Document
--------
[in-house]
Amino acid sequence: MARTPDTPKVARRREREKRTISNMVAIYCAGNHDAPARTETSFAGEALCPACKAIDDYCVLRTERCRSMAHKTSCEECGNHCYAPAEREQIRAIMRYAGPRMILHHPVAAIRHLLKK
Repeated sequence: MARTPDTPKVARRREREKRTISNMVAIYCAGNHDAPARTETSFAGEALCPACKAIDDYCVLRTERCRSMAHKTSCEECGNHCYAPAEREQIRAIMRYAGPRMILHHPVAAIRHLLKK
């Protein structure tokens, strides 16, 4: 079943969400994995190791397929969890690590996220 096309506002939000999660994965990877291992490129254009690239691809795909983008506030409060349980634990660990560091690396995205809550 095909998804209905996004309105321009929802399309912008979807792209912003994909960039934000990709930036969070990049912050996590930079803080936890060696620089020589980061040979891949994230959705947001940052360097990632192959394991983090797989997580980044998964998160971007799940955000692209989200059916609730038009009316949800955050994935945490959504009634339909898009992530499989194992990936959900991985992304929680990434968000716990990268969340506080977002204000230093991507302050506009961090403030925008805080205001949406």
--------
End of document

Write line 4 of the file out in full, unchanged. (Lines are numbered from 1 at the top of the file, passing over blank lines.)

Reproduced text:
């Protein structure tokens, strides 16, 4: 079943969400994995190791397929969890690590996220 096309506002939000999660994965990877291992490129254009690239691809795909983008506030409060349980634990660990560091690396995205809550 095909998804209905996004309105321009929802399309912008979807792209912003994909960039934000990709930036969070990049912050996590930079803080936890060696620089020589980061040979891949994230959705947001940052360097990632192959394991983090797989997580980044998964998160971007799940955000692209989200059916609730038009009316949800955050994935945490959504009634339909898009992530499989194992990936959900991985992304929680990434968000716990990268969340506080977002204000230093991507302050506009961090403030925008805080205001949406």